But in the last four years, we have lived through an economic upheaval greater by far than anything seen in the 1970s, and yet, pace the activists of Occupy Wall Street with whom Rosler frequently chats on her Facebook page, the fundamentals of economic exchange have never seemed more set in stone. There is no system but this one: some welcome tinkering around the edges—a little regulatory reform here, a consumer financial protection bureau there—doesn’t change the structures of power or the terms of our economic relationships. This is especially clear in the art world, where the impact of the financial crisis has been negligible to invisible: the market has grown flexible enough to accommodate critiques far more direct than this one (think of Elmgreen and Dragset’s Prada Marfa, a bogus luxury goods emporium next to America’s holiest collection of minimal art), with no appreciable impact on the power of market actors or the value of their assets.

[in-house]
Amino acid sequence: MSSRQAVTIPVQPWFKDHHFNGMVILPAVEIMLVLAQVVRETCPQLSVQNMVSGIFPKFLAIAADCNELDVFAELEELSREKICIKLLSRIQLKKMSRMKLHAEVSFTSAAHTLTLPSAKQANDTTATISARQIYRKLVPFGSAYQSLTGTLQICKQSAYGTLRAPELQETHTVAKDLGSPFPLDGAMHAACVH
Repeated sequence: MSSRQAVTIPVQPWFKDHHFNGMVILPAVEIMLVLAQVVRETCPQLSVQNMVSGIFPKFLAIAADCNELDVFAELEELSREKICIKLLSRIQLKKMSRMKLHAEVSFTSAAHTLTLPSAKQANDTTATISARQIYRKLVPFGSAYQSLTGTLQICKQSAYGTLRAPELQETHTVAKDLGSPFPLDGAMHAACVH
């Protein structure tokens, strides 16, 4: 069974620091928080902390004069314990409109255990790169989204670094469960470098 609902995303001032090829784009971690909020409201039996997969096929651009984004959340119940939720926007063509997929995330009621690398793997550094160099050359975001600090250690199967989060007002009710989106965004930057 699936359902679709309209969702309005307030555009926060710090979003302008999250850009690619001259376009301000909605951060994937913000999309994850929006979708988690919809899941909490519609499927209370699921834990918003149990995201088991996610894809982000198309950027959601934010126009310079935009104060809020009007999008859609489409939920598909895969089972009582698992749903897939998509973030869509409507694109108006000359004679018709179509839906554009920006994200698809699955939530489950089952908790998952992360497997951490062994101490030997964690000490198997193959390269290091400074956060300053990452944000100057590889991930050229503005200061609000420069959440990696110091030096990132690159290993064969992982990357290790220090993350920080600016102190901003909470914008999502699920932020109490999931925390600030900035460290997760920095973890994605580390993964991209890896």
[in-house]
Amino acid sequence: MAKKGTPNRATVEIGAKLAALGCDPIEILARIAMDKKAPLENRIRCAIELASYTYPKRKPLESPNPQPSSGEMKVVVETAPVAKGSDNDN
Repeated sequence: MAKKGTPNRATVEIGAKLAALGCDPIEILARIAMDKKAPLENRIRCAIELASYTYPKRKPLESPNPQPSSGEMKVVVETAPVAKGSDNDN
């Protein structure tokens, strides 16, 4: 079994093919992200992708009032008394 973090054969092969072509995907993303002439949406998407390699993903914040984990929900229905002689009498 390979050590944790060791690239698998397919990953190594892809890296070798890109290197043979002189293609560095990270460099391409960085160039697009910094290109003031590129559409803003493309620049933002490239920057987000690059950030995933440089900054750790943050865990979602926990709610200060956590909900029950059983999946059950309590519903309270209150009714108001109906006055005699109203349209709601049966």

And so Rosler’s Meta-Monumental Garage Sale, with its knick-knacks and hand-me-downs occupying the temple of modernism, feels woefully anticlimactic, even at this awesome scale. In 2012, neither our economic system nor the art world seems even slightly susceptible to change, and Rosler’s garage sale—through no fault of the artist’s—has been diminished into just another form of feel-good consumption, complete with a museum-assigned hashtag so that you can show off your haul online. The relationship between buyer and seller is gone, and rummaging at MoMA last week felt, more than anything, like paying extra for free-trade coffee or the allegedly organic bananas as Wal-Mart: a consumerist indulgence that has no real salutary effect, and whose economic benefits accrue principally to the people who are already running the show. It’s wonderful that MoMA has opened its doors to an artist as perceptive and generous as Rosler, for whom this must have seemed like a long-awaited victory lap. But it was hard to see the shoppers in that giant atrium, smartphones all aglow, and not conclude that this latest garage sale had become a spectacle of its own economic impuissance.
Jason Farago is a writer and art critic based in New York.